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99% chance of Alzheimer's Disease
April 21, 2014 6:01 AM   Subscribe

Chatting casually with a bioinformatician yesterday, I was told that I have 99% chance of developing Alzheimer’s disease, based only on my mother and father’s nationalities. How should I take this claim?

Yesterday I was talking to a friend of a friend, who is an academic bio-informatician. Early in the conversation I happened to mention that I have an English mother and a father from the Caribbean island state of St Vincent and the Grenadines.
Later in the conversation he told me, on the basis of the above information that I have a 99% chance of developing Alzheimer’s disease in later life. (I wasn’t asking.)

My question is, does he really have a sound basis for making that claim, given the information I gave him? The estimate of the probability of me developing Alzheimer’s disease is 99% conditional only on my parental nationalities?

Obviously I would like the answer to be no. But this is this guy’s academic speciality.

I did not tell him this: but, as far as I know, all of my grandparents lived to their 70s and 80s and did not develop Alzheimer’s disease. Also, I did not mention to him that my maternal grandmother was not English but Austro-Hungarian. (Presumably, he was making certain assumptions about my parental heritage.)

Perhaps there is a more nuanced interpretation which he skipped over. Like, “conditional upon not dying of something else first you have a 99% chance of developing Alzheimer’s disease from age X” ?
Could there be a wide confidence interval for this probability?

(The guy also said he himself had a 95% chance of developing the disease –but he had analysed his own genetics.)

So, how seriously should I take what he said, and how should I interpret it? (I should have dug deeper in the conversation but I was kind of shocked.)
posted by mister_kaupungister to Science & Nature (27 answers total)
I would assume that he was fucking with you. That sounds totally dubious, and also like a majorly unethical thing to tell someone if it were true.
posted by ArbitraryAndCapricious at 6:03 AM on April 21 [74 favorites]

Yeah, I'd assume he was bullshitting you for whatever reason. The next time you see him you might mention that that's a pretty cruel and stupid thing to say to someone whose genes you haven't actually analyzed and - most importantly - who hasn't asked.
posted by rtha at 6:09 AM on April 21 [9 favorites]

Sounds like this guy is a grade A asshole.

He doesn't know enough about you to be able to tell you such a thing and I agree with ArbitraryAnd Capricious that it's WILDLY unethical to tell you in an informal setting.

As you mentioned, he knows nothing of your actual genetic makeup, just some random stuff.

We did 23andMe. My Mom has been saying that she's half-Hungarian her whole life. Imagine her shock when she discovered that while her people may have settled in Hungary, that she has NO Hungarian DNA at all. We're pretty much Ashkenazi Jewish all the way back to Adam and Eve.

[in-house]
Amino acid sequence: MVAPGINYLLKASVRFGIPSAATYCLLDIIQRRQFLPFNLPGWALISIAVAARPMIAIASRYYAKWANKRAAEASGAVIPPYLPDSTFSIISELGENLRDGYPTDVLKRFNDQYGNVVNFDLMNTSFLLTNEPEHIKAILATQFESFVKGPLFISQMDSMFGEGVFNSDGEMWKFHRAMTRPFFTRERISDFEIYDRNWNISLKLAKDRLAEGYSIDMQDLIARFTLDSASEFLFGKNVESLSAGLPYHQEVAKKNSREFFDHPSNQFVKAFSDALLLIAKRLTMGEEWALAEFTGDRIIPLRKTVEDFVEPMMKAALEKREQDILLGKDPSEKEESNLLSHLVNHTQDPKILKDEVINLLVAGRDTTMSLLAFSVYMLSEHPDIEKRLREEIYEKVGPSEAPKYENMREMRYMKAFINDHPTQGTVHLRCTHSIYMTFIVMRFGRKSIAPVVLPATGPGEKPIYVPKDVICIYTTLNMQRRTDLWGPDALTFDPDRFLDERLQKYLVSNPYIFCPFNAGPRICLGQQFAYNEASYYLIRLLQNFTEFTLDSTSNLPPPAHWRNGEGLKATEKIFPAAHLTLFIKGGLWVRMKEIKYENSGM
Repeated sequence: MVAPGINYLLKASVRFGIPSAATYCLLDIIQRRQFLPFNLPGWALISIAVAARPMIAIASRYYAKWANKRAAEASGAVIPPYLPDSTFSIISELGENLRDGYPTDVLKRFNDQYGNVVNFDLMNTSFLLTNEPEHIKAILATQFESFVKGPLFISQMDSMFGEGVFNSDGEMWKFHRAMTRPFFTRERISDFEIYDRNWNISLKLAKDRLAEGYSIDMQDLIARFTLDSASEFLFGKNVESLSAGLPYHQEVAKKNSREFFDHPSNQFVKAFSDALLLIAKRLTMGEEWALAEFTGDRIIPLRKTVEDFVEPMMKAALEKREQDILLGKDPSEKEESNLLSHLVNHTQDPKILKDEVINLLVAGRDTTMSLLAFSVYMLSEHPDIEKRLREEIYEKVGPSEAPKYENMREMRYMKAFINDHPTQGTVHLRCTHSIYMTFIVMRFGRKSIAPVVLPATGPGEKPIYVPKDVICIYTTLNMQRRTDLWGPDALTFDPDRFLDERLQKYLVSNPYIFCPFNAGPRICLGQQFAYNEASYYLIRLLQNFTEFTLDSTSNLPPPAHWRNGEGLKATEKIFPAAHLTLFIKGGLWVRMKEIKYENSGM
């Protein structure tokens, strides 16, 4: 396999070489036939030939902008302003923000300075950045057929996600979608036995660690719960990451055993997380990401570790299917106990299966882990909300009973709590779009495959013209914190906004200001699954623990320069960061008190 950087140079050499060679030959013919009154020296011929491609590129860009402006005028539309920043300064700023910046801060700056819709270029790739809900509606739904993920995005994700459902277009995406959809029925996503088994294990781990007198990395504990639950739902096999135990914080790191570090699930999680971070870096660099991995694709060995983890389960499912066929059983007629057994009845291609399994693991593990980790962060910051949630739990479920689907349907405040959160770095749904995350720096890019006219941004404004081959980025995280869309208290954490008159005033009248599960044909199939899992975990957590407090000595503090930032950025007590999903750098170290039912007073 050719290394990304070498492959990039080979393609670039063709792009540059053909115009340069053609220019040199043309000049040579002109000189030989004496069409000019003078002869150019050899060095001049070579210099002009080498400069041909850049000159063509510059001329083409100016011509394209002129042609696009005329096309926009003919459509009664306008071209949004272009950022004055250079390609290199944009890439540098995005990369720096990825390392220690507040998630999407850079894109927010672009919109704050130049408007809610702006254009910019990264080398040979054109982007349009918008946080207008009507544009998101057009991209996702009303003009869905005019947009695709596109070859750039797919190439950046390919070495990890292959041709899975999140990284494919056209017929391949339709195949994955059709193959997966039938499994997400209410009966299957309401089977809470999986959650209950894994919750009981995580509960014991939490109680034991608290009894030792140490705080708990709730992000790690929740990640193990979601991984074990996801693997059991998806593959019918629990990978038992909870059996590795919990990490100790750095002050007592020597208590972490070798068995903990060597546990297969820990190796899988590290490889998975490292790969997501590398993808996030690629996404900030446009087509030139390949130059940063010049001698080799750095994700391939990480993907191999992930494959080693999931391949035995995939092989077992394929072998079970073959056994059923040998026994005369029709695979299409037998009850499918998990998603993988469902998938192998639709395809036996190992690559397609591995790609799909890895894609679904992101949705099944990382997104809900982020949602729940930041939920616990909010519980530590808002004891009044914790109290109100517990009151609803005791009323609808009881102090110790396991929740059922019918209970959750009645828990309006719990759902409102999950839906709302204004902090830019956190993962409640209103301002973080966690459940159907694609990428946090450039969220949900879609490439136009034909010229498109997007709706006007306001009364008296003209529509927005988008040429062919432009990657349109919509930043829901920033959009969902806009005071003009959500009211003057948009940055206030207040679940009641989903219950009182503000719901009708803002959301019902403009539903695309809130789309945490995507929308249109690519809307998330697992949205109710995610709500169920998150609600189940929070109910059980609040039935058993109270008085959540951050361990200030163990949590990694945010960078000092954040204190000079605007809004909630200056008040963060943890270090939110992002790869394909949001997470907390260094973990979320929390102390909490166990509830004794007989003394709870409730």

Discount this entirely and I'd think about calling this guy's institution and reporting his ass. Because this is pretty heinous behavior.
posted by Ruthless Bunny at 6:09 AM on April 21 [13 favorites]

Worth checking out, but do it in a professional setting with a medical professional, not a math professor. What this person did, in the setting they did it in, automatically discounts by 99% the accuracy of their 99% prediction.

Anybody who, in a casual setting, would make such a claim, is not to be trusted other than the have a penchant for upsetting people without cause.

christ, what an asshole
posted by lampshade at 6:14 AM on April 21 [4 favorites]

That guy is a monumental turgid DICK. And even if he had a printout of your genetic information in hand - which he did not - saying you have a 99% chance of ANYTHING is, 1. Inaccurate, 2. Unscientific, 3. Immoral, and, 4. Unethical.

My credentials: I have a not-good genetic mutation. Every time a geneticist or associated professional has discussed it with me, they've used ranges of risk ("40% - 60% by age 70", NOT point estimates, e.g. "99%", which are less accurate), and they've been gentle and measured in their delivery.

I would seriously contact his institution and let them know. You seem to have responded to his statement well (with skepticism), but not everyone necessarily would.
posted by julthumbscrew at 6:19 AM on April 21 [3 favorites]

Another vote for someone who is totally off base and WILDLY unethical. First off, there is no way anyone could give you that specific an estimate based on nationality of your background alone. NO WAY. More importantly, there are a raft of guidelines for ethical clinical genetic work and part of that is meeting with a counselor who will walk you through the kinds of tests they are proposing doing, what can and cannot be uncovered in that process and who will give you the option of choosing when and how to procede for testing. So, for example, you might be getting a work up for X syndrome and the kind of test may have a chance of turning up something else. In that case you would always be allowed to choose whether you want to pursue knowing about the additional diagnosis at all and what the benefits or drawbacks are.